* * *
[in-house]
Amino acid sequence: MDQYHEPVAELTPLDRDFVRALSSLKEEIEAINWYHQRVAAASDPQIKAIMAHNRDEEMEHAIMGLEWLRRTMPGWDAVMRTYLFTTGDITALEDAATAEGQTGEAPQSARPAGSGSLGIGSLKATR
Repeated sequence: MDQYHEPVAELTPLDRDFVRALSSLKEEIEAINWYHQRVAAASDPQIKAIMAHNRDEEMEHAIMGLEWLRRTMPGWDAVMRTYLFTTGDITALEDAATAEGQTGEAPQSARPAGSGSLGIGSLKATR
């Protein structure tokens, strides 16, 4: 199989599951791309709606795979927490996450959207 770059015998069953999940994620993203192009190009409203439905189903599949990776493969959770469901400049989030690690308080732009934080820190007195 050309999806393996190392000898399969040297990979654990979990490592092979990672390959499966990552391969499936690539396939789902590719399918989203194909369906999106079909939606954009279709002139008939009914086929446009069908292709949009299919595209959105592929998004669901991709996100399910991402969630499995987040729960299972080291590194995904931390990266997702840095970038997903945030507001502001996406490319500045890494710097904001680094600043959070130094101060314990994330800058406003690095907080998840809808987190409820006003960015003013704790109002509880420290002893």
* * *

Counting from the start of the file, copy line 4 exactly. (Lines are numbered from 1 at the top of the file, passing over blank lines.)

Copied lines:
């Protein structure tokens, strides 16, 4: 199989599951791309709606795979927490996450959207 770059015998069953999940994620993203192009190009409203439905189903599949990776493969959770469901400049989030690690308080732009934080820190007195 050309999806393996190392000898399969040297990979654990979990490592092979990672390959499966990552391969499936690539396939789902590719399918989203194909369906999106079909939606954009279709002139008939009914086929446009069908292709949009299919595209959105592929998004669901991709996100399910991402969630499995987040729960299972080291590194995904931390990266997702840095970038997903945030507001502001996406490319500045890494710097904001680094600043959070130094101060314990994330800058406003690095907080998840809808987190409820006003960015003013704790109002509880420290002893």